FECIF - The European Federation of Financial Advisers and Financial Intermediaries

Editorial - November 2015

Paul StanfieldPaul Stanfield
Chief Executive at FEIFA / FECIF Secretary General

Pension provision - is this the real “gap”?

The “advice gap” has received considerable coverage in the personal finance pages and trade press for some time now, across the UK in particular but it is also a growing concern across Europe and beyond. I wonder, however, if the focus should really be on the “pension’s gap”.

The latest prompt for my thinking is the revelation, resulting from an analysis of UK Treasury figures, that £1 of every £7 spent by the government now goes on pensions. I am sure that figures elsewhere in Europe are similar, or will be very soon.

There are many ways that one could consider that data, as was seen across the UK national press.  For instance, “The Mail on Sunday” noted that 41.9% of Britain’s total social security budget is now allocated to pensions – compared to, say, 10.3% on housing benefits – and that only £1 in every £9 is spent on education.

Given population growth and increases in longevity one could argue that this trend is only likely to continue – but is this a bad thing? The UK Department for Work and Pensions remarks that “people who have worked hard all their lives... deserve to be looked after in their retirement”.

On the other hand, many critics suggest that the older generations are being made better off at the expense of younger, working people and that many policymaking decisions on the issue do not match economic reality.

There are, arguably, two key aspects to the thinking and strategy on this. Firstly there is the “present day” problem – what is the correct balance at this stage – and then there is the debate about what is the best plan for the future. This is obviously a social policy issue and therefore a governmental problem; but, similar to the “advice gap”, it needs government, regulator and financial industry to work together, at least to address the private provision of retirement advice and savings.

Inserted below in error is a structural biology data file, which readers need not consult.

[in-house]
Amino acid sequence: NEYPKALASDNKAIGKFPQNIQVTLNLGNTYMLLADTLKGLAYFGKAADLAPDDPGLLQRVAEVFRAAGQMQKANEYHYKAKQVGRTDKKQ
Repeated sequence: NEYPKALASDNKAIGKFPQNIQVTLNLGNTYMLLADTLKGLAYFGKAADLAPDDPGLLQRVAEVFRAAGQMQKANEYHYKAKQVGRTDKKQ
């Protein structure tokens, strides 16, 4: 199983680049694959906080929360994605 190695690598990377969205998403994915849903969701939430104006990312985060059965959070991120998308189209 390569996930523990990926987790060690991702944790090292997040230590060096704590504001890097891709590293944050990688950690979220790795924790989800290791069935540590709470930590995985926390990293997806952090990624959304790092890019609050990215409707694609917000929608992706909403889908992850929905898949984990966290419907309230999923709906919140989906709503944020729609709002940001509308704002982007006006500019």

In April of this year the UK Government brought in “pensions freedoms” – new legislation to allow people far greater access to their pension pots at retirement, and flexibility on what they do with these funds - which are, when all is said and done, their own money. There have been some interesting results that have so far been experienced. Generally, people have been responsible with this new-fond freedom, which is good news of course. In addition, and perhaps more importantly, we have seen far greater inflows of money into pensions from present savers.

In other words, if you make the “end product” more appealing, more people will be interested by, and engaged with it. I know, this is not really a surprise to our profession, or hopefully not, but it seems to have been a revelation to others!

Like the advice gap, the pension’s gap looks set to become a subject of continuing controversy and debate – and an arena in which public policy solutions are highly unlikely to be met with universal acclaim.

What happens to social policy, however, is down to our elected politicians, but we as an industry, in conjunction with governments and regulators, can dramatically help to assist with, motivate and generate, greater engagement by the populace in their own financial futures. We are all duty-bound to do this in my opinion.

Private provision of retirement savings has never been more important. Let’s make sure that we all help to address this global need.

FECIF’s annual conference takes place in Brussels in December and addresses the area of social welfare in times of economic stagnation. Specifically: can smart regulation stimulate private pensions? For more information on arguably the most important industry event of 2015 please see:


I would like to thank Ms Jennifer Howis at Nottingham University Business School. Her recent email both provided some of the above figures and also reminded me of my long-held views on the importance of retirement planning.

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